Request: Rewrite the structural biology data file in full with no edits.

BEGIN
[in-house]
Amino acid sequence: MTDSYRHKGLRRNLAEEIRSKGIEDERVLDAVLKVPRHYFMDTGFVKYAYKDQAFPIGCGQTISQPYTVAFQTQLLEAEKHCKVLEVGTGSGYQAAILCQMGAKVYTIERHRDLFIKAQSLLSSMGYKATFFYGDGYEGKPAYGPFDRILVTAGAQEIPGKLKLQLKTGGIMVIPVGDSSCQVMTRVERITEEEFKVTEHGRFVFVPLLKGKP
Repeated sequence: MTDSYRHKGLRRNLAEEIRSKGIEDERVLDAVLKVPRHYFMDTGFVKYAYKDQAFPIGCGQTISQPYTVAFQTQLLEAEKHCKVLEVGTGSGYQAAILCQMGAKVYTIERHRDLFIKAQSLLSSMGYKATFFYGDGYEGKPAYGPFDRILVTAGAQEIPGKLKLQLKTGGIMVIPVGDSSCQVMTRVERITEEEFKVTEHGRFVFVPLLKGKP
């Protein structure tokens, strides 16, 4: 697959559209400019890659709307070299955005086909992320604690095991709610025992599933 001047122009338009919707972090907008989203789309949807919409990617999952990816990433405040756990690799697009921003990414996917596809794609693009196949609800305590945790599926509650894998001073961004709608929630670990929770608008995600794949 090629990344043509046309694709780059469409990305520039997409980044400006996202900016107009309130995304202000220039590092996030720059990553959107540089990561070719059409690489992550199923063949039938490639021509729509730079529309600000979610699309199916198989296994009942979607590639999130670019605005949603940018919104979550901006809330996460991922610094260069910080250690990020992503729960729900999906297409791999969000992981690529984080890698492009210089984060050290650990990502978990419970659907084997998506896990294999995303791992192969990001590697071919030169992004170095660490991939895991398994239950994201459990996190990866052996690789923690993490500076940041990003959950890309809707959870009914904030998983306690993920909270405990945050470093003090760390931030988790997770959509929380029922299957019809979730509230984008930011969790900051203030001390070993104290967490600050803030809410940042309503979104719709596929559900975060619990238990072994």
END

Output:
[in-house]
Amino acid sequence: MTDSYRHKGLRRNLAEEIRSKGIEDERVLDAVLKVPRHYFMDTGFVKYAYKDQAFPIGCGQTISQPYTVAFQTQLLEAEKHCKVLEVGTGSGYQAAILCQMGAKVYTIERHRDLFIKAQSLLSSMGYKATFFYGDGYEGKPAYGPFDRILVTAGAQEIPGKLKLQLKTGGIMVIPVGDSSCQVMTRVERITEEEFKVTEHGRFVFVPLLKGKP
Repeated sequence: MTDSYRHKGLRRNLAEEIRSKGIEDERVLDAVLKVPRHYFMDTGFVKYAYKDQAFPIGCGQTISQPYTVAFQTQLLEAEKHCKVLEVGTGSGYQAAILCQMGAKVYTIERHRDLFIKAQSLLSSMGYKATFFYGDGYEGKPAYGPFDRILVTAGAQEIPGKLKLQLKTGGIMVIPVGDSSCQVMTRVERITEEEFKVTEHGRFVFVPLLKGKP
């Protein structure tokens, strides 16, 4: 697959559209400019890659709307070299955005086909992320604690095991709610025992599933 001047122009338009919707972090907008989203789309949807919409990617999952990816990433405040756990690799697009921003990414996917596809794609693009196949609800305590945790599926509650894998001073961004709608929630670990929770608008995600794949 090629990344043509046309694709780059469409990305520039997409980044400006996202900016107009309130995304202000220039590092996030720059990553959107540089990561070719059409690489992550199923063949039938490639021509729509730079529309600000979610699309199916198989296994009942979607590639999130670019605005949603940018919104979550901006809330996460991922610094260069910080250690990020992503729960729900999906297409791999969000992981690529984080890698492009210089984060050290650990990502978990419970659907084997998506896990294999995303791992192969990001590697071919030169992004170095660490991939895991398994239950994201459990996190990866052996690789923690993490500076940041990003959950890309809707959870009914904030998983306690993920909270405990945050470093003090760390931030988790997770959509929380029922299957019809979730509230984008930011969790900051203030001390070993104290967490600050803030809410940042309503979104719709596929559900975060619990238990072994």